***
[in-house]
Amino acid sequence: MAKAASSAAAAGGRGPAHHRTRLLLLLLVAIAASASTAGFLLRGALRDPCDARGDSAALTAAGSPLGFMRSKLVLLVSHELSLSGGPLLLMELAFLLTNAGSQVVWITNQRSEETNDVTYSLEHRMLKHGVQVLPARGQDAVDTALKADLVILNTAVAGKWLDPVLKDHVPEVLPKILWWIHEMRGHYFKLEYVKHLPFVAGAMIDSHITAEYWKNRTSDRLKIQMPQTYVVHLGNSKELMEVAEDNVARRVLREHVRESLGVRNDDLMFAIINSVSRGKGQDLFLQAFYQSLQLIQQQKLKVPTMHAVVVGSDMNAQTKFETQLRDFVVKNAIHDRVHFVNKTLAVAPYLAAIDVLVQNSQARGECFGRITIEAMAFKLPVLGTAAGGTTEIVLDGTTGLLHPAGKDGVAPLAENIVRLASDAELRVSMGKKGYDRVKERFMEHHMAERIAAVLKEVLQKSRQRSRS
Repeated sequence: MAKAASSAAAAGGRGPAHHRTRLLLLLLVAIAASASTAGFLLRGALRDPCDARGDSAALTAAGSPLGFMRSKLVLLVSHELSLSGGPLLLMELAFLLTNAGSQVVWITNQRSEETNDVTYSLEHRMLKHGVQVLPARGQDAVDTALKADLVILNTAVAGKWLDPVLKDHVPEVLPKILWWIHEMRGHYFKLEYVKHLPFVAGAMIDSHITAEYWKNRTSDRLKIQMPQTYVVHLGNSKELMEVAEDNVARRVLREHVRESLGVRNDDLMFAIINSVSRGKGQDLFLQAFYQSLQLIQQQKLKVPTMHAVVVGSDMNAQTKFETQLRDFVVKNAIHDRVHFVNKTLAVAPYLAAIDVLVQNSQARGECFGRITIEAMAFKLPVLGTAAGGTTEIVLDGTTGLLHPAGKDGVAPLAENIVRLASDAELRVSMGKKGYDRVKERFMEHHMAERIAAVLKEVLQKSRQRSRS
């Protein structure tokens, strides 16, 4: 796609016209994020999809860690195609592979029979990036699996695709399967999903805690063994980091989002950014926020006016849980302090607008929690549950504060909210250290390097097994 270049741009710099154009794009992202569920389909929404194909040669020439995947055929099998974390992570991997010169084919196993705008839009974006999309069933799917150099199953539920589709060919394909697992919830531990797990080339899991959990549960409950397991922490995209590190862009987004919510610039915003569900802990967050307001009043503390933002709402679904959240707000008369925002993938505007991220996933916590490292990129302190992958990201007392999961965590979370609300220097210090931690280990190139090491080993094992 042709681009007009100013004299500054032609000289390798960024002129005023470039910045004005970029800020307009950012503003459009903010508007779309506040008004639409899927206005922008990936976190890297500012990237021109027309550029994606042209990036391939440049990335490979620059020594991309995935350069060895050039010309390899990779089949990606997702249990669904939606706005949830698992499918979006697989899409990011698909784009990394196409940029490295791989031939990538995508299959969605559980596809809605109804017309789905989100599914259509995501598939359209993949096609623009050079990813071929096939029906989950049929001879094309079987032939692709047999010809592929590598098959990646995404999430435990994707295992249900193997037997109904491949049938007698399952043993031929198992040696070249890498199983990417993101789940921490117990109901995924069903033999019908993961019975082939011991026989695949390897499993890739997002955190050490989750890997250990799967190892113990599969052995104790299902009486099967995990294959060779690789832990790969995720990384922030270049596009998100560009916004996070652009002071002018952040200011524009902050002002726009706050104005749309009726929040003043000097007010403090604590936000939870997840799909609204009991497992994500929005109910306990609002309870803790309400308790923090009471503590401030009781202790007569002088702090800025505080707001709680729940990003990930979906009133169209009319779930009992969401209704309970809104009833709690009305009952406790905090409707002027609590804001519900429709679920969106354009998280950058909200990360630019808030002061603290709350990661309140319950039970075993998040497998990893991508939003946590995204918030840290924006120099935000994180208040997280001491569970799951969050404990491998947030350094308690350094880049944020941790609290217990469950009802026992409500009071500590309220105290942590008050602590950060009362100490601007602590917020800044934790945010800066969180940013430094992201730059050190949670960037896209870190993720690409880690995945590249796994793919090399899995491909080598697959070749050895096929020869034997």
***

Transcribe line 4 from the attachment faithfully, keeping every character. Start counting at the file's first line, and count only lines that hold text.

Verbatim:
């Protein structure tokens, strides 16, 4: 796609016209994020999809860690195609592979029979990036699996695709399967999903805690063994980091989002950014926020006016849980302090607008929690549950504060909210250290390097097994 270049741009710099154009794009992202569920389909929404194909040669020439995947055929099998974390992570991997010169084919196993705008839009974006999309069933799917150099199953539920589709060919394909697992919830531990797990080339899991959990549960409950397991922490995209590190862009987004919510610039915003569900802990967050307001009043503390933002709402679904959240707000008369925002993938505007991220996933916590490292990129302190992958990201007392999961965590979370609300220097210090931690280990190139090491080993094992 042709681009007009100013004299500054032609000289390798960024002129005023470039910045004005970029800020307009950012503003459009903010508007779309506040008004639409899927206005922008990936976190890297500012990237021109027309550029994606042209990036391939440049990335490979620059020594991309995935350069060895050039010309390899990779089949990606997702249990669904939606706005949830698992499918979006697989899409990011698909784009990394196409940029490295791989031939990538995508299959969605559980596809809605109804017309789905989100599914259509995501598939359209993949096609623009050079990813071929096939029906989950049929001879094309079987032939692709047999010809592929590598098959990646995404999430435990994707295992249900193997037997109904491949049938007698399952043993031929198992040696070249890498199983990417993101789940921490117990109901995924069903033999019908993961019975082939011991026989695949390897499993890739997002955190050490989750890997250990799967190892113990599969052995104790299902009486099967995990294959060779690789832990790969995720990384922030270049596009998100560009916004996070652009002071002018952040200011524009902050002002726009706050104005749309009726929040003043000097007010403090604590936000939870997840799909609204009991497992994500929005109910306990609002309870803790309400308790923090009471503590401030009781202790007569002088702090800025505080707001709680729940990003990930979906009133169209009319779930009992969401209704309970809104009833709690009305009952406790905090409707002027609590804001519900429709679920969106354009998280950058909200990360630019808030002061603290709350990661309140319950039970075993998040497998990893991508939003946590995204918030840290924006120099935000994180208040997280001491569970799951969050404990491998947030350094308690350094880049944020941790609290217990469950009802026992409500009071500590309220105290942590008050602590950060009362100490601007602590917020800044934790945010800066969180940013430094992201730059050190949670960037896209870190993720690409880690995945590249796994793919090399899995491909080598697959070749050895096929020869034997």